UNKLE, the group led by James Lavelle, have announced the upcoming release of their fifth studio album, The Road Part 1. News of the release comes after UNKLE dropped the video for “The Road” (watch the video below) directed by Norbert Schoerner in January.
As with previous UNKLE efforts the full-length features a coterie of notable contributors. This time around Lavelle has tapped the musical services of London folk-rock artist/poet Keaton Henson, Primal Scream’s Andrew Innes, The Duke Spirit’s Liela Moss, singer-songwriter/UNKLE collaborator Mark Lanegan, Mercury Prize nominee ESKA, Queens of the Stone Age drummer Jon Theodore and Beck drummer Justin Stanley. There’s also appearances by emerging artists Elliott Power, Mïnk and YSEÉ as well as contributions from long-time collaborators Philip Sheppard, Chris Goss, Twiggy and Troy Van Leeuwen.
According to a statement, The Road Part 1 was recorded in UK, Europe and Los Angeles’ Pink Duck Studios,
Obligatory press gush from Lavelle about the album: “I hadn’t made a record in a long time, and the incarnation of UNKLE had changed in that now, it was me on my own. For that reason, I wanted to make a record that I hadn’t been able to before, going back to the roots of where I came from, with a foot in modern London.”
A real mish-mash third time up from Timo Maas, ploughing what could be termed a dance-punk route that finds thrills in hacking into computers on the run, while including 2011’s Brian Molko collaboration “College ‘84,” reasonable hip-hop outing “Grown Up” with Mikill Pane, and crystal-tipped house wandering star “Tantra.” After a ponderous, Asian-pinned opening that doesn’t really set the tone other than being one divergent strand amongst many, it’s the sub-goth quiet storms involving road-trippers Katie Cruel and James Lavelle that may leave you hanging, compounded by the twiddles of “Abundance” aiming for edge of the seat but not giving itself time to finish the job. The rocky roads travelled on “Scope” claw back the balance, providing a past-midnight awakening through long and stirring synth rolls.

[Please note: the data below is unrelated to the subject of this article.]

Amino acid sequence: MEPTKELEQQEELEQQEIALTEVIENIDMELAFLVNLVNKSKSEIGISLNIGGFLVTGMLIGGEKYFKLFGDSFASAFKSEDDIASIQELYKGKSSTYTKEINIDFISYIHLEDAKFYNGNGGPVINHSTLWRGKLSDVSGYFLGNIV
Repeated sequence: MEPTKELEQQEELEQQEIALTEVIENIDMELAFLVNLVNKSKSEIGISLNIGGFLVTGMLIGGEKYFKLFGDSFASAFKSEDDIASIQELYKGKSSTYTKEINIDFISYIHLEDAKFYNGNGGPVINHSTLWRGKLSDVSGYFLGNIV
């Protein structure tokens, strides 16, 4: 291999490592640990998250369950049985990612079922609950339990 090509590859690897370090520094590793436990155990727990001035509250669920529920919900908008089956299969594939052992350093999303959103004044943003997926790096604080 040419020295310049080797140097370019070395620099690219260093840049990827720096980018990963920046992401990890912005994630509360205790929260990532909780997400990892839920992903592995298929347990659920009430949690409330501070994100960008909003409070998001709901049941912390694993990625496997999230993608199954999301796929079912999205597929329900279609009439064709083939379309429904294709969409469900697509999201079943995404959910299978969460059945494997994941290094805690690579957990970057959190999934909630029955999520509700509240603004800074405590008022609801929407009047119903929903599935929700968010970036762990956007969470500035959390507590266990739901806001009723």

At its most energetic, “Kick 1 Kick 2” makes the most of being given the freedom to rupture the earth with an ear-splitting techno boom and pound, but the spark goes missing elsewhere. “Train in my Kitchen,” with pots and pans clattering to beefed up punk-funk bass, doesn’t go anywhere, and “Cash Johnny” shows similar solidity in abrasions wanting the straight and narrow rather than the adventurous. Some good moments, some average moments and some moments that you’ve either heard before or won’t remember again, never has that distinction between the DJ and the artist, and wanting to grasp electronic music’s bigger picture, been truer.